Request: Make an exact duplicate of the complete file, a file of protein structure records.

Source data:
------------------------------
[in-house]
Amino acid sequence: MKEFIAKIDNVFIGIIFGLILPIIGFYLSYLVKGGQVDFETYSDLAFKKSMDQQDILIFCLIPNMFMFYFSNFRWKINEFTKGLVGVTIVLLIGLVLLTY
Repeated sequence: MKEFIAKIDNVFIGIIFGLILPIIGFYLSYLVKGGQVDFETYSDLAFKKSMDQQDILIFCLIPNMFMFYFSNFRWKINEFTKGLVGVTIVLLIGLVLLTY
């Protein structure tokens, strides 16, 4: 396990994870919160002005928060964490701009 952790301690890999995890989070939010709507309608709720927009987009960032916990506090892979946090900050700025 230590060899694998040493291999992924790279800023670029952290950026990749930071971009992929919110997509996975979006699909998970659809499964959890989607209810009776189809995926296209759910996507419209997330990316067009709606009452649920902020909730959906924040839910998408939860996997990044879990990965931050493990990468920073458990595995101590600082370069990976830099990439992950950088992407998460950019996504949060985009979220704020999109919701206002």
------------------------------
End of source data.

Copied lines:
[in-house]
Amino acid sequence: MKEFIAKIDNVFIGIIFGLILPIIGFYLSYLVKGGQVDFETYSDLAFKKSMDQQDILIFCLIPNMFMFYFSNFRWKINEFTKGLVGVTIVLLIGLVLLTY
Repeated sequence: MKEFIAKIDNVFIGIIFGLILPIIGFYLSYLVKGGQVDFETYSDLAFKKSMDQQDILIFCLIPNMFMFYFSNFRWKINEFTKGLVGVTIVLLIGLVLLTY
């Protein structure tokens, strides 16, 4: 396990994870919160002005928060964490701009 952790301690890999995890989070939010709507309608709720927009987009960032916990506090892979946090900050700025 230590060899694998040493291999992924790279800023670029952290950026990749930071971009992929919110997509996975979006699909998970659809499964959890989607209810009776189809995926296209759910996507419209997330990316067009709606009452649920902020909730959906924040839910998408939860996997990044879990990965931050493990990468920073458990595995101590600082370069990976830099990439992950950088992407998460950019996504949060985009979220704020999109919701206002």